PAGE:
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How do field sobriety tests work?

| Mar 8, 2021 | Criminal Defense |

Intoxicated drivers could present a danger on the road. While under the influence, perceptions and reactions may become dull, contributing to the unsafe operation of a vehicle. When police officers in Maryland notice a driver erratically and recklessly operating a car, the driver will likely end up pulled over. Probable cause becomes necessary to arrest a driver for a DUI/DWI. Anyone failing a field sobriety test likely faces arrest since the failure could provide the required cause.

Field sobriety test options

The police might rely on more than one field sobriety test when dealing with a suspected drunk driver. The results of three specific tests could lead to determinations that result in an arrest. The horizontal gaze nystagmus (HGN) involves moving a flashlight or pen side-to-side to examine eye movement. When intoxicated, eye movement may be more erratic.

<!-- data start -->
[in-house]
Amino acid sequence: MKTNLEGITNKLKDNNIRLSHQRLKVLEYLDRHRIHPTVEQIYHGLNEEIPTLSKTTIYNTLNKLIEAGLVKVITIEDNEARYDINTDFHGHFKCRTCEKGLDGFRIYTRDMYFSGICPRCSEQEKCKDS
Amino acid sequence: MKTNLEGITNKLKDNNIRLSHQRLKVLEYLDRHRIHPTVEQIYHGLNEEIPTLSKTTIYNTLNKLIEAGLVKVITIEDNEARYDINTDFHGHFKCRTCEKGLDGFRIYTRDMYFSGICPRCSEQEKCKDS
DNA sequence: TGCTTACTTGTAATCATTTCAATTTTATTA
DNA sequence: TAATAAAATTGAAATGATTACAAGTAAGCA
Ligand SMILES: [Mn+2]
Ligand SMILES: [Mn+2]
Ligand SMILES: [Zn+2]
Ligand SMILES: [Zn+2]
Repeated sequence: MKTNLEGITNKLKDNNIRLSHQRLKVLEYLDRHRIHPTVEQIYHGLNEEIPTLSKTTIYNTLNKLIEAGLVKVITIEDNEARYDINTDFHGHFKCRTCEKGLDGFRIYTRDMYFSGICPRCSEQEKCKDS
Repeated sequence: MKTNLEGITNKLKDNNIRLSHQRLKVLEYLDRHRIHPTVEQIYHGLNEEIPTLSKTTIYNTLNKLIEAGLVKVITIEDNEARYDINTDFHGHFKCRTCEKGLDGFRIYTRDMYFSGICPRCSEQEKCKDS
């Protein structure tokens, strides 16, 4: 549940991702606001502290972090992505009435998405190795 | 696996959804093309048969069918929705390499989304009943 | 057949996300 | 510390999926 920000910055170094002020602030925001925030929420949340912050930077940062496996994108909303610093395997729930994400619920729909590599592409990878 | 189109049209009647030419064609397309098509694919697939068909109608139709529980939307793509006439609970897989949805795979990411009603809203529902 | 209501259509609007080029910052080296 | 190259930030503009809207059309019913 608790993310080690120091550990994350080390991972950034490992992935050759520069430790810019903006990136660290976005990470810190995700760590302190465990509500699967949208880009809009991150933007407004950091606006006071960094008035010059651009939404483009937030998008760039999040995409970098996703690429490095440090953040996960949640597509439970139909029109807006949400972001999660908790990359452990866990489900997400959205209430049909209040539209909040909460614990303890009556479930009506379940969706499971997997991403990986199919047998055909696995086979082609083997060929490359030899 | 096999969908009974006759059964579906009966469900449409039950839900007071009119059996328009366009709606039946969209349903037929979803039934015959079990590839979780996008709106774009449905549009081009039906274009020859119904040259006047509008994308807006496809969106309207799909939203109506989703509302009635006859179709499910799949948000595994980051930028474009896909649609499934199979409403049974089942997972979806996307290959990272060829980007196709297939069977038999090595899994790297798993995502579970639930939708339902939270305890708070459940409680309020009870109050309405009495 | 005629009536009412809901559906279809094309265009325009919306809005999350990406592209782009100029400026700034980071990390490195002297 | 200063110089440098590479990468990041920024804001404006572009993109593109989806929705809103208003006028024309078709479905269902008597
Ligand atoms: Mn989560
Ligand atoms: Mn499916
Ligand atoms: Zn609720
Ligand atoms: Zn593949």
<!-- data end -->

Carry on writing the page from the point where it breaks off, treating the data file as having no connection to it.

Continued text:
A walk-and-turn test and a one-leg stand test could examine someone’s physical coordination. A person under the influence might have significant problems passing these tests, which is why they exist. However, failing the tests does not mean the same thing as experiencing a DUI conviction.

Defenses and problematic DUI arrests

DUI charges in Maryland may result in a misdemeanor conviction and a criminal record. Fines and jail time become possible even with a first offense. Anyone charged with a drunk or drug-related driving arrest has rights and may mount a successful defense.

The possibility does exist that a sober person could fail a field sobriety test. An illness or another underlying issue may have trouble with one or more of the tests. If someone was not drunk, then the drunk driving charges might appear dubious.

A defense attorney could raise questions about the validity of blood tests and other evidence. An attorney may seek to have charges dismissed, depending on the circumstances of the case. Did the police have sufficient reason to pull the vehicle over? If not, then the subsequent evidence procured might become inadmissible.

A DUI and a DWI fall under a violation of Maryland criminal law. Anyone facing such charges might need to speak with a defense attorney.